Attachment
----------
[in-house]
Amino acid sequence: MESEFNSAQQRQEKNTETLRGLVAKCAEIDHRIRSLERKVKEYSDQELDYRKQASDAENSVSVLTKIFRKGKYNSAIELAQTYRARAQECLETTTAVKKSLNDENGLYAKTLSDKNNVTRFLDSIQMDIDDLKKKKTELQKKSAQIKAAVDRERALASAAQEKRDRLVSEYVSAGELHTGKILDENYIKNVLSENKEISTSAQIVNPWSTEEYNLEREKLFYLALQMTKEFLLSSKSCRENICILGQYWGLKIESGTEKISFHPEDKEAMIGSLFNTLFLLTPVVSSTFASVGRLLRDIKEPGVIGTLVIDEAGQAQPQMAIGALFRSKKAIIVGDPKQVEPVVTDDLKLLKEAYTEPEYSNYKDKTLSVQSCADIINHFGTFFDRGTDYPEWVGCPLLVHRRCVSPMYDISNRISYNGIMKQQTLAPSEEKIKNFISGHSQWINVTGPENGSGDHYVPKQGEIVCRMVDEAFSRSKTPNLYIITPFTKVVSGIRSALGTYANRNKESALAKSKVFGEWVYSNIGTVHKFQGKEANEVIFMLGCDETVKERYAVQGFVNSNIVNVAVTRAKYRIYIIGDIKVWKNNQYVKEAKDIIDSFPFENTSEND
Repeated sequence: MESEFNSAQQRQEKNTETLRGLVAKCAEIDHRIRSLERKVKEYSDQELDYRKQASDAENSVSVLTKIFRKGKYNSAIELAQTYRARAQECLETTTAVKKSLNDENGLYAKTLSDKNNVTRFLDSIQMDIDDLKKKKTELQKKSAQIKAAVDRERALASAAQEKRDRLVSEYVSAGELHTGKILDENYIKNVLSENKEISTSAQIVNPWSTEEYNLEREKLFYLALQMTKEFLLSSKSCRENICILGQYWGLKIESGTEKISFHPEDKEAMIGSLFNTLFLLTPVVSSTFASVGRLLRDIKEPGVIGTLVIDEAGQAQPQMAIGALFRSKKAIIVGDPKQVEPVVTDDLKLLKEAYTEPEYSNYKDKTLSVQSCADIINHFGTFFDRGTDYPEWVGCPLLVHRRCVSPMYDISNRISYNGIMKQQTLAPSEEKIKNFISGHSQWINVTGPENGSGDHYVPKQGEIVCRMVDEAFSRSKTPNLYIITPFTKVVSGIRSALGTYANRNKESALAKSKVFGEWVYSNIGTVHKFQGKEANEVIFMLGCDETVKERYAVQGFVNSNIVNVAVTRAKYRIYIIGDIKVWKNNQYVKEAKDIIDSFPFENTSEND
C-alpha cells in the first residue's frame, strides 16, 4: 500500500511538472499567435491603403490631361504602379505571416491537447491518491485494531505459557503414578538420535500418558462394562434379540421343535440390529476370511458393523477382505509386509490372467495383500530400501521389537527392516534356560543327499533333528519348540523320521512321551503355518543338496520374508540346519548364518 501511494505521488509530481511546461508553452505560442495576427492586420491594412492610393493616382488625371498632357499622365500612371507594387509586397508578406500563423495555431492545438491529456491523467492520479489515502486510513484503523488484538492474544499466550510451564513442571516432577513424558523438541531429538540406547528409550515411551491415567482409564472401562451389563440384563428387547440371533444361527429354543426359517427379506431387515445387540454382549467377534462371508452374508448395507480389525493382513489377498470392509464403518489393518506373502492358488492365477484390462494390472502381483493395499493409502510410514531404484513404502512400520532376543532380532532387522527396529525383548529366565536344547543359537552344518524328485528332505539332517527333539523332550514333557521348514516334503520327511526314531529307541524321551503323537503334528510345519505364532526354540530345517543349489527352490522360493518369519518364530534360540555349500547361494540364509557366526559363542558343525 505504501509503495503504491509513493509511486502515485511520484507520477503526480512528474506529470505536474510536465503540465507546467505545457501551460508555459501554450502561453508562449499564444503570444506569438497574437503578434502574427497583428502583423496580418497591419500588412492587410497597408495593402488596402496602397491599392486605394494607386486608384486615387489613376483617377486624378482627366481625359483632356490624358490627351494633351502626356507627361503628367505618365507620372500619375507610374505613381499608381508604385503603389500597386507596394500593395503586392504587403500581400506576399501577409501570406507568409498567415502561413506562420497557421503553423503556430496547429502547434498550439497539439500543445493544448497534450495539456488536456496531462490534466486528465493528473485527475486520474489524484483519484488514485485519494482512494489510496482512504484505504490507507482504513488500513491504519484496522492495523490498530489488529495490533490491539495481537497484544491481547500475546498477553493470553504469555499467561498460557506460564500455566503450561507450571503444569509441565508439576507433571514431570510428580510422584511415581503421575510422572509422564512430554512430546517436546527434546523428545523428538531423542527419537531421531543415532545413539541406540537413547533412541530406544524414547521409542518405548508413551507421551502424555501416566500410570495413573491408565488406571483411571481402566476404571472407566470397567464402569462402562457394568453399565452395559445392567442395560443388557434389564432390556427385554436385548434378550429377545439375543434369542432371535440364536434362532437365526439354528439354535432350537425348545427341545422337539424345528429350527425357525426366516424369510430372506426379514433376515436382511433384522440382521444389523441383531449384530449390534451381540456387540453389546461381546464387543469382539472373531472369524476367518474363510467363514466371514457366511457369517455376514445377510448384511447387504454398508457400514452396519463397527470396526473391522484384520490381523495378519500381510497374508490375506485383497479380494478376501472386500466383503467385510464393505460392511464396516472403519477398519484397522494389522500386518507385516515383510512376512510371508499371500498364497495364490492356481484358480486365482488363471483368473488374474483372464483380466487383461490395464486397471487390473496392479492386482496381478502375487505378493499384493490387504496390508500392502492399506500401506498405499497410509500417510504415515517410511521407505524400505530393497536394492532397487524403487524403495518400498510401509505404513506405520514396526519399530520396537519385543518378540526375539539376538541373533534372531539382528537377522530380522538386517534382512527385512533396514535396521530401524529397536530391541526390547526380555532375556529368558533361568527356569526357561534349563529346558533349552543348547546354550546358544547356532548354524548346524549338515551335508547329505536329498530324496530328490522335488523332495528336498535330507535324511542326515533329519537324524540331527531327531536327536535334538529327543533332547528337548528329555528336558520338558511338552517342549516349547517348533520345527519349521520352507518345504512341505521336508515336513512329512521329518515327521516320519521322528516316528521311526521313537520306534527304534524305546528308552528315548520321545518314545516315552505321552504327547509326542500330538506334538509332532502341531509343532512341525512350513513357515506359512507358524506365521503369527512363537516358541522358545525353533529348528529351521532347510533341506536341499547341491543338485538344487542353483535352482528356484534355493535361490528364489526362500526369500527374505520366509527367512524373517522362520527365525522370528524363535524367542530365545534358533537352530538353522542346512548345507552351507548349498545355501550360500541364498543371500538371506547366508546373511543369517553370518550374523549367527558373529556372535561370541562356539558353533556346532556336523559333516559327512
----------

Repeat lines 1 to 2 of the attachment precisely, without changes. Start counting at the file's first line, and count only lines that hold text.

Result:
[in-house]
Amino acid sequence: MESEFNSAQQRQEKNTETLRGLVAKCAEIDHRIRSLERKVKEYSDQELDYRKQASDAENSVSVLTKIFRKGKYNSAIELAQTYRARAQECLETTTAVKKSLNDENGLYAKTLSDKNNVTRFLDSIQMDIDDLKKKKTELQKKSAQIKAAVDRERALASAAQEKRDRLVSEYVSAGELHTGKILDENYIKNVLSENKEISTSAQIVNPWSTEEYNLEREKLFYLALQMTKEFLLSSKSCRENICILGQYWGLKIESGTEKISFHPEDKEAMIGSLFNTLFLLTPVVSSTFASVGRLLRDIKEPGVIGTLVIDEAGQAQPQMAIGALFRSKKAIIVGDPKQVEPVVTDDLKLLKEAYTEPEYSNYKDKTLSVQSCADIINHFGTFFDRGTDYPEWVGCPLLVHRRCVSPMYDISNRISYNGIMKQQTLAPSEEKIKNFISGHSQWINVTGPENGSGDHYVPKQGEIVCRMVDEAFSRSKTPNLYIITPFTKVVSGIRSALGTYANRNKESALAKSKVFGEWVYSNIGTVHKFQGKEANEVIFMLGCDETVKERYAVQGFVNSNIVNVAVTRAKYRIYIIGDIKVWKNNQYVKEAKDIIDSFPFENTSEND